The Chinese government has blocked a US Navy ship from docking in Hong Kong amid a growing diplomatic feud between the two countries over strict military sanctions imposed by Washington.
The USS Wasp, an amphibious assault ship comparable to a baby aircraft carrier, with a crew of more than 1,000 sailors, was scheduled to make a port call in Hong Kong next month according to two US officials.
It isn't the first time Beijing has canceled a visit by a US warship in protest. Most recently, China denied the aircraft carrier USS John C. Stennis access to Hong Kong in 2016 after the ship hosted then US Secretary of Defense Ash Carter on a visit to the South China Sea.
"The Chinese side reviews and approves such request in accordance with the principle of sovereignty and in light of specific situation on a case-by-case basis," Foreign Ministry spokesman Geng Shuang said on Tuesday.
The move is likely to worsen already poor relations between Washington and Beijing, which have steadily deteriorated in the past week following new US sanctions on the Chinese military over their purchases of Russian weaponry.
The US sanctions were imposed on the Chinese military's Equipment Development Department and its director following the department's purchase of Russian combat aircraft and missile systems.
China's response to the new US sanctions has been quick and severe. The decision to cancel the port visit followed Beijing's move to also withdraw from a high-level meeting between the top Chinese and US naval commanders, due to be held this week
Adding fuel to the fire, the US moved ahead Tuesday with its approval of $330 million in arms sales to Taiwan, primarily spare parts for the island's air force.
Although the sale was expected, the new arms sales comes at a particularly sensitive point in cross-straits relations, and is likely to further exacerbate strained tensions between China and the US.
Taiwan, which has been self-governed since the end of the Chinese civil war in 1949, is considered by Beijing to be breakaway province. The Chinese government has repeatedly called for its reunification with the mainland.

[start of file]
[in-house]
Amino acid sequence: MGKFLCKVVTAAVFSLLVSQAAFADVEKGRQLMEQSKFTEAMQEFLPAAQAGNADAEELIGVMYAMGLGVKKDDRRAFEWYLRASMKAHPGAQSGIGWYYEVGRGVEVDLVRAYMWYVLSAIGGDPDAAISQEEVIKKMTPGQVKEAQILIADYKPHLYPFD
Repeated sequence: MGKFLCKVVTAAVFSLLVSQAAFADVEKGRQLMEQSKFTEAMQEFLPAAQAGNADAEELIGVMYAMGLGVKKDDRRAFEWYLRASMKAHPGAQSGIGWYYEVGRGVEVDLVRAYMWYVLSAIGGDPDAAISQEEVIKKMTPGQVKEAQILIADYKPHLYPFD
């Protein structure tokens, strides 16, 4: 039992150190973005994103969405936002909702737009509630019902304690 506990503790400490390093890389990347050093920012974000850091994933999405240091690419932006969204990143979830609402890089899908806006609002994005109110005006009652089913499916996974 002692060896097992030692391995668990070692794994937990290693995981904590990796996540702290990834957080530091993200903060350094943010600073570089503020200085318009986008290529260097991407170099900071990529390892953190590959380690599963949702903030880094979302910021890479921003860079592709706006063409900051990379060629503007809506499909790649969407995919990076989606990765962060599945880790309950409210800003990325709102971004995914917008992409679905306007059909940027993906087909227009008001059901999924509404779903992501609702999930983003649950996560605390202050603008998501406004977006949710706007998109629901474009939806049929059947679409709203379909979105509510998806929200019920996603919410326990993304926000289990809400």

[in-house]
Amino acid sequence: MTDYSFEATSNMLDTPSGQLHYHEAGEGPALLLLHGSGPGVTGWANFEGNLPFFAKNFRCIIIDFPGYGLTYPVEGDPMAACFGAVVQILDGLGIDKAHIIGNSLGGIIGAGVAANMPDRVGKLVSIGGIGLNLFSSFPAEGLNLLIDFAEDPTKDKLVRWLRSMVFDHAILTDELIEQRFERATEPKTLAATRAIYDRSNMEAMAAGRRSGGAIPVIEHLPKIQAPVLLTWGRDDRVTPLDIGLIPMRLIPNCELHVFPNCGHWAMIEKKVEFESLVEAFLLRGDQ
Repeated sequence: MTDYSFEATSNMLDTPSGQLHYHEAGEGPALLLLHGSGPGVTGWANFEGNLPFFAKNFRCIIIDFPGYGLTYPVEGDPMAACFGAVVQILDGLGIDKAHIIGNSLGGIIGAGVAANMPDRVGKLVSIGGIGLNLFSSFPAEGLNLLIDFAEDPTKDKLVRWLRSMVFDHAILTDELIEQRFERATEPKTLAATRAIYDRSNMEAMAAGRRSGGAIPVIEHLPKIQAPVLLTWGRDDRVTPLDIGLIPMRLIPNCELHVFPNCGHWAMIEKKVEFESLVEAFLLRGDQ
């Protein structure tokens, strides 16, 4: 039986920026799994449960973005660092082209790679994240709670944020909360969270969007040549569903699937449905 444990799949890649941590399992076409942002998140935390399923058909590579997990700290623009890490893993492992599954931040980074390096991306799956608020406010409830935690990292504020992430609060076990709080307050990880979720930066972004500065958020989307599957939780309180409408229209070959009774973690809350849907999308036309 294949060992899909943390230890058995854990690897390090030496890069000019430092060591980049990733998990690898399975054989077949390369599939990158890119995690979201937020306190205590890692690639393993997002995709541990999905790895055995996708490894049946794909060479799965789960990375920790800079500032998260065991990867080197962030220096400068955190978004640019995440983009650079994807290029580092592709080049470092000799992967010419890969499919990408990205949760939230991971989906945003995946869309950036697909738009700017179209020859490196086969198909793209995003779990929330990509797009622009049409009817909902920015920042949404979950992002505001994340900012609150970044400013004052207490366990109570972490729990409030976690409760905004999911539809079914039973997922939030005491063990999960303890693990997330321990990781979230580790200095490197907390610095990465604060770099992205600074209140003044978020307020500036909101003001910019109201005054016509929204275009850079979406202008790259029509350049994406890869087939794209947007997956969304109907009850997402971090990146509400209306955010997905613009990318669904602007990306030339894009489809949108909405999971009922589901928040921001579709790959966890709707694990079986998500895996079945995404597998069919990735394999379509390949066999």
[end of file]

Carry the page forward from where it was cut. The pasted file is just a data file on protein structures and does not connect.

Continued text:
Relations between China and Taiwan are at their worst point in years, as Beijing fears attitudes on the island have increasingly turned against unification with the mainland and towards full independence.
Ren Guoqiang, China's Ministry of Defense spokesman, said the US sale to Taiwan had "severely violated" Beijing's policy of One China.
"(It) interfered with China's domestic affairs and harmed China's sovereignty and security interests, and seriously damaged China-US ties, relations between the two militaries, as well as peace and stability across the Taiwan Strait," he said in a briefing Tuesday.
Ties between the US and Taiwan have strengthened under the Trump administration, with Washington approving further arms sales and opening a new unofficial embassy in Taipei.
Chinese military expert Song Zhongping was quoted in Beijing-based state media tabloid Global Times saying the arms sale was a "time bomb" in China-US relations, "and the fuse is in the hands of the US."
"If the US continues its provocations or even directly supports 'Taiwan independence,' it could create potential for military conflict between the two countries," Song told state media.
A knife to the neck
Amid the military tensions, there is still no end in sight to the trade war between the United States and China, with the Trump administration threatening to impose an additional tariffs on $267 billion of Chinese goods.
China's deputy trade negotiator Wang Shouwen said on Tuesday there was little prospect of reopening negotiations with the United States, adding it was hard to negotiate "with someone when he puts a knife on your neck."
Beijing released a government policy paper on bilateral trade relations on Tuesday, portraying itself as a victim of US protectionism and bullying.
It followed the Trump administration imposing 10% tariffs on $200 billion of Chinese goods on Monday, a move which led to Beijing slapping tariffs on $60 billion worth of American products.
Speaking on Tuesday, China's top trade negotiator Fu Ziying said fighting a trade war wasn't productive to "the direction of peace and development for mankind."
"Someone has to pay the price for a trade war. Who? It will be the ordinary people," he said.
But during his speech to the United Nations General Assembly on Tuesday, US President Donald Trump gave no indication he would be backing down on his strict trade actions against China.
"I have great respect and affection for my friend, President Xi, but I have made clear our trade imbalance is just not acceptable. China's market distortions and the way they deal cannot be tolerated," he said.